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Kettle’s Whistle: Long May You Run

By Michele Robecchi

Without questioning the sacrosanct necessity of security measures, especially when it comes to protecting a massive, crowded and potentially vulnerable event such as the Olympics, the recent news of missile batteries installed on rooftops of Bethnal Green and many other neighborhoods surrounding London’s Olympic Park have raised a few eyebrows. Battered by years of fighting with the Irish Republican Army and most recently al-Qaeda, London is understandably sensible to the subject of terrorism, so it is taking no chances. And yet, the idea of having soldiers armed to the teeth and choppers flying around hardly sounds comforting. If anything, an extensive military presence creates tension rather than reassurance. Security, after all, is like special visual effects-it works best when you don’t see it. Given the current circumstances, such a sudden and exuberant display of weaponry seems to be at least partially animated by the same feelings behind the campaign recently posted on the tube about making London cleaner for the Olympics-muscles flexing rather than real substance.

Either way, it didn’t come as a surprise in such a climate that the press trip organized to visit the art in London’s Olympic Park felt like they were touring an army base with sculptures. There were massive security checks, very limited movement options and little possibility of seeing anything without the filter of a bus window. Still, it was interesting to see the Park coming to life for the big event of the summer and noticing the enthusiasm of the guides for features such as the “biggest McDonald’s in the world,” as well as their polite but rather cold presentation of the work of the likes of DJ Simpson, Jeppe Hein, Peter Lewis, Jo Shapcott, Carol Ann Duffy and John Burnside.

Monica Bonvicini, Run, 2012. Courtesy of the artist.

Monica Bonvicini, Run, 2012. Courtesy of the artist.

If the combination of the aforementioned selected artists seems a bit uneven, it’s because it admittedly is. Giant steps have been taken to promote the pairing of art and sport, a combination that the late Harald Szeemann regarded as “unimaginable if suicidal” until not too long ago, before the city of Berlin had the nerve to organize an exhibition parallel to the World Cup finals. Yet, something at the Olympic Sculpture Park doesn’t quite add up. The first notable absence is the YBA generation, which is currently heavily represented in every public institution in town. Either the venerable London art institutions got there first, or the Olympic Park curators or the artists themselves know better. This could have been turned into a good thing, especially if quality was for once adopted as the discriminating criterion over fame, but what emerges from the sight of Keith Wilson’s Steles or Martin Richman’s Underwhirl does not look like any such thing. A lot of works seem either pedestrian or excessively decorative, and only a few, such as Carsten Nicolai’s Ifo Spectrum, are a genuine attempt to reconcile the idea of sport and environment with the idea of art.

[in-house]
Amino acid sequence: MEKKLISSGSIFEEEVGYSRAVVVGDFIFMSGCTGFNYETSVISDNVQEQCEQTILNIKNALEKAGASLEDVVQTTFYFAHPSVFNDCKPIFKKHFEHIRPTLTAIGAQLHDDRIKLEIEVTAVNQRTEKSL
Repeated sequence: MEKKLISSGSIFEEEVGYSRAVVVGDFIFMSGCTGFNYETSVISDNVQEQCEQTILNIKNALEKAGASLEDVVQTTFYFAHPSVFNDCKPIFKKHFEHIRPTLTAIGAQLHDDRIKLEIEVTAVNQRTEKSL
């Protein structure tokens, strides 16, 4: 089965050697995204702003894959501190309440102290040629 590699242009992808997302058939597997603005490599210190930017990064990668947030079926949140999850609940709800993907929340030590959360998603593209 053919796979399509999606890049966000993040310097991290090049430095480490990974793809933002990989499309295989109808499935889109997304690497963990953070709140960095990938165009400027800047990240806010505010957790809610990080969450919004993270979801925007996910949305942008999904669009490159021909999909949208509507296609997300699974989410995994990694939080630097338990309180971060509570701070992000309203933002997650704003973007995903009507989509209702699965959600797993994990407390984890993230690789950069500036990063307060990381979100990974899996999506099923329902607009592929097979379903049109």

The real masterpiece, however, lies right next to the Copper Box. It is Monica Bonvicini’s totemic sculpture Run, a set of larger-than-life letter blocks made of mirroring surfaces that blend in with the landscape at day and turn to light at dark, solemnly illuminating the area with their succinct but poignant message. Those in the press who previewed the piece by condemning it as simplistic suggests that the old art tune “you have to see it first” is still valid. The beauty of Run lays first and foremost in the possibility to experience it on different levels from different angles. Despite its formal integrity and authority, it’s extremely viewer friendly and interactive. Unexpected perspectival views and visual games surface depending on where you stand, and no doubt crowds of visitors will spend a lot of time waltzing around it in July. As for the message, literal as it might be, it is only there, in the middle of those macroscopic sport structures with racing tracks and ball courts, that it hits. It is indeed simple, and that’s because it’s supposed to be simple. There is something really elemental about it, something intrinsically wonderful with the idea of encouraging athletes from the world over to give it a go with such a short, straight-to-the-point message. Inside the hoopla, the money, the business, the celebrity circus and whatnot that have dominated preparation for the event over the past four years, Run comes across as an awakening, a little flash, a reminder of the primary significance of sport as envisioned by Pierre de Coubertin. Finally, when the green light goes on at the end of July, this is what it will all be about.

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